The Calgary International Film Festival has officially kicked off its 23rd year with more than 175 films screening between Sept. 22 and Oct. 2.
Organizers are hoping attendance numbers will increase after operating under two years of pandemic constraints.
The artistic director of the festival, Brian Owens, says he's already feeling the energy pick back up at Eau Claire Market, where the event is based.
"The last two years … we were able to do in-person, but we had to do it at such a restricted capacity that we were literally looking at only a few thousand people being able to attend," he said.
"We are not wholly expecting it to go all the way back to 2019 attendance levels. But you know what? It's actually gauging pretty darn close, and that's really exciting."
Several films included in this year's lineup were shot in the province or were Alberta-led, including Before I Change My Mind, a coming-of-age LGBT film, The Maiden, which looks at the emotional crises experienced by two Alberta teens, and Insanity — a documentary examining how society deals with mental illness.
Along with curating both Canadian and international films, Owens says the festival has been working hard to deliver an exciting visitor experience.
CIFF has built a public art installation made up of balloons, it's featuring live music — at the screenings for High School, which focuses on Calgary pop duo Tegan and Sara, and Nosferatu — and it's created a free, interactive media hub featuring video games and virtual reality experiences.
One of the pieces, called This Is Not a Ceremony, was created by Lethbridge filmmaker Colin Van Loon.
"It really challenges us as settlers to help take on the burden of what happened in the residential schools," Owens said. "It's an incredible use of virtual reality to really just inundate you with the message. It's beautiful."
Francheska: Prairie Queen
In the lead up to the festival, CBC Calgary spoke to a few of the filmmakers with pieces screening at CIFF.
Laura O'Grady is the Calgarian behind Francheska: Prairie Queen. The film follows the life of Filipino care worker Francis (Kiko) Yutrago, who lives in a town just south of Lethbridge, Alta., and is trying to find superstardom through his drag persona, Francheska Dynamites.
"I first saw Kiko as Francheska at a small town Pride event, and the weather wasn't great … so there was very few people there," O'Grady said in an interview on The Homestretch. "But Francheska took the stage, and she just lit it up."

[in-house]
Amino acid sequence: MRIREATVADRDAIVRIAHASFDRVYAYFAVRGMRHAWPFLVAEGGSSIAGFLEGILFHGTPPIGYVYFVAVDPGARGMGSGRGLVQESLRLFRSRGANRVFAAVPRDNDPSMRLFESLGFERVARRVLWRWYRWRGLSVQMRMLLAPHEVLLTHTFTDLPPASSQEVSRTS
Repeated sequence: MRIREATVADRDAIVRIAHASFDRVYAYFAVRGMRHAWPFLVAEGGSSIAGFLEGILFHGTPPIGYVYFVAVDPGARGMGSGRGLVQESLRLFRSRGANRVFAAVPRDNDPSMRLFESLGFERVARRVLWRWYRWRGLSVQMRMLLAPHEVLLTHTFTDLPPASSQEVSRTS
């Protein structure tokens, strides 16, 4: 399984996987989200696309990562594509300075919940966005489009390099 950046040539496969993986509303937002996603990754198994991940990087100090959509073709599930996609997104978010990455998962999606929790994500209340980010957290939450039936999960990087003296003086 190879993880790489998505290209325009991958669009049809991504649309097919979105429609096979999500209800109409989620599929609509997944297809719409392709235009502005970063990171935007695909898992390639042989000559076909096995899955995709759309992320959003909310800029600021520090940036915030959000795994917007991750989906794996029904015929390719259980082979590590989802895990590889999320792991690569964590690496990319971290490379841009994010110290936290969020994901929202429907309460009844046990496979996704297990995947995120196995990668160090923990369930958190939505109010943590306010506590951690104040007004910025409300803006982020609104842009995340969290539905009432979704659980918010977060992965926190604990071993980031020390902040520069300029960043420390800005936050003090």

Throughout the film, O'Grady explores the Filipino pageant circuit where Francheska Dynamites performs. She also looks at Yutrago's dedication to his family, working five jobs to send money back to the Philippines for medical and educational costs.
"He was also very instrumental in helping me understand the complexities of living a life here … and also how unfortunately under-appreciated our front-line workers are," she said.
"I think Kiko really wants other individuals living out, or not out, within the Filipino community to be inspired … you can live your life on your terms and still be respectful and supportive of your family back home."
The film will make its world premiere at CIFF on Sept. 23. There will be a rainbow carpet with several Filipino drag queens in attendance, Owens says.
I Get Knocked Down
Another documentary will focus on the life of Dunstan Bruce, member of the band Chumbawamba, after the group released its hit song in the 1990s, Tubthumping.
"I wanted to initially explore the idea of what can a political pop group do when they enter the mainstream?" Bruce said in an interview on the Calgary Eyeopener.
"I was asking myself all those sorts of questions about what had happened to Chumbawamba."
The band actually got together about 16 years before they came out with the hit, Bruce said. In that time, they built a loyal following as an underground independent band.
So when their song started to make waves, he says they had to decide how to respond.
"We had no idea it was going to be a hit … do we grasp this with both hands and make the most of it?" he said.
"What is the point of us staying pure and in the underground when … it's more important to talk to the rest of the world?"
After making the film, Bruce says he does believe pop groups can make a difference. He also says he holds no ill will toward the song. Fans still message him to this day to talk about how they relate to it.
"That song works because it's a universal message … I don't think we realized how powerful a message it was."
I Get Knocked Down makes its Canadian premiere on Sept. 23 at CIFF.
Father of Nations
Calgary filmmaker Aleisha Anderson's first feature film will make its debut as part of this year's CIFF.
Father of Nations is a post-apocalyptic drama set some time in the future, which was filmed entirely in this province with an all-Albertan cast and crew.
"We wanted to really explore the human issues and what somebody would go through at the end of all things. So it's quite an introspective piece and it's really about one man's journey trying to find hope," she said in an interview on The Homestretch.
A lot of the film was inspired by scenes the crew saw in the province, from the badlands to rural towns to abandoned barns.
They spent a lot of time in Hilda, a hamlet about 80 kilometres northeast of Medicine Hat, which had a tragic wildfire in 2017.
"Residents had reached out to us and said, 'Hey, if you guys are looking for post-apocalyptic, we have that,'" she said.
"Coming out of such a tragedy that really impacted their community quite deeply, it was a way that they could see something come out of it, a story that could be told there to showcase some of the people and the land and the environment."
The film is sold out for its world premiere at CIFF on Oct. 1, but it will be touring to Scotiabank Theatre Chinook, Anderson said, then to Edmonton, Red Deer and Medicine Hat.